Can NLI Provide Proper Indirect Supervision for Low-resource Biomedical Relation Extraction?

Abstract

Two key obstacles in biomedical relation extraction (RE) are the scarcity of annotations and the prevalence of instances without explicitly pre-defined labels due to low annotation coverage. Existing approaches, which treat biomedical RE as a multi-class classification task, often result in poor generalization in low-resource settings and do not have the ability to make selective prediction on unknown cases but give a guess from seen relations, hindering the applicability of those approaches. We present NBR, which converts biomedical RE as natural language inference formulation through indirect supervision. By converting relations to natural language hypotheses, NBR is capable of exploiting semantic cues to alleviate annotation scarcity. By incorporating a ranking-based loss that implicitly calibrates abstinent instances, NBR learns a clearer decision boundary and is instructed to abstain on uncertain instances. Extensive experiments on three widely-used biomedical RE benchmarks, namely ChemProt, DDI and GAD, verify the effectiveness of NBR in both full-set and low-resource regimes. Our analysis demonstrates that indirect supervision benefits biomedical RE even when a domain gap exists, and combining NLI knowledge with biomedical knowledge leads to the best performance gains.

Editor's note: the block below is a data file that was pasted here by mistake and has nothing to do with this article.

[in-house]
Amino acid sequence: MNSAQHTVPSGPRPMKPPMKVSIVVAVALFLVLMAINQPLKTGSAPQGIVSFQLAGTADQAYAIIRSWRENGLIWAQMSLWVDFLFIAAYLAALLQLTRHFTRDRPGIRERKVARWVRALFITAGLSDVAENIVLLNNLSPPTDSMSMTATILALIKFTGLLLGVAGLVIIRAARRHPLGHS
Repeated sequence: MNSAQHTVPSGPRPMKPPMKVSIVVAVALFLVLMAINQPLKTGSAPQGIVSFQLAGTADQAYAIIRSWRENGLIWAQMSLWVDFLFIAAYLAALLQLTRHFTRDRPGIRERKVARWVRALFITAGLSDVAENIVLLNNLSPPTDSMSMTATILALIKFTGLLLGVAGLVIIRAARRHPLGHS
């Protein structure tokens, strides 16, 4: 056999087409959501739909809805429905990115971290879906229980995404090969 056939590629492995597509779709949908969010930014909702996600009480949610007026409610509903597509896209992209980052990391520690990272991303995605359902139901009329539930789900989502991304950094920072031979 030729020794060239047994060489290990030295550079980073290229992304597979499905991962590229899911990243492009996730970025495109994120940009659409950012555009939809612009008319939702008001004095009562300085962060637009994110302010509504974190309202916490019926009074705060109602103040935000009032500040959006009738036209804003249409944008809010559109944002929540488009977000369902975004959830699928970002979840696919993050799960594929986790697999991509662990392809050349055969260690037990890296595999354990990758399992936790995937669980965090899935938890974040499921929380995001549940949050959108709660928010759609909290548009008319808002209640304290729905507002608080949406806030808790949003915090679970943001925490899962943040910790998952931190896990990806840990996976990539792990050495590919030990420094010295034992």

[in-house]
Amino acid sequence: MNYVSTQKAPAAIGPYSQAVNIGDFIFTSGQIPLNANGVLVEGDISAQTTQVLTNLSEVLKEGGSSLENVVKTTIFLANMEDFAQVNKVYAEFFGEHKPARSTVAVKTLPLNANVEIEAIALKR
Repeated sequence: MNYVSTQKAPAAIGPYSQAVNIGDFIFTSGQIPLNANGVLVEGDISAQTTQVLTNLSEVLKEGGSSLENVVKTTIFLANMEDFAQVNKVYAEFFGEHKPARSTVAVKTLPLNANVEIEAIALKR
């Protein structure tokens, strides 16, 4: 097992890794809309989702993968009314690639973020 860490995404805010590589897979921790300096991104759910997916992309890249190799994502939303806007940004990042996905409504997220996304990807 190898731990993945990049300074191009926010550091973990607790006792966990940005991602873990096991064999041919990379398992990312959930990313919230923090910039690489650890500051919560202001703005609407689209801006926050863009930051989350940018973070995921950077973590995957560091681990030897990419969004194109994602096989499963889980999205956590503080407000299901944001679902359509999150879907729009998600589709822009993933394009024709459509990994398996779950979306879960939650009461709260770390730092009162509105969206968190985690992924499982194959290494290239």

Publication
arXiv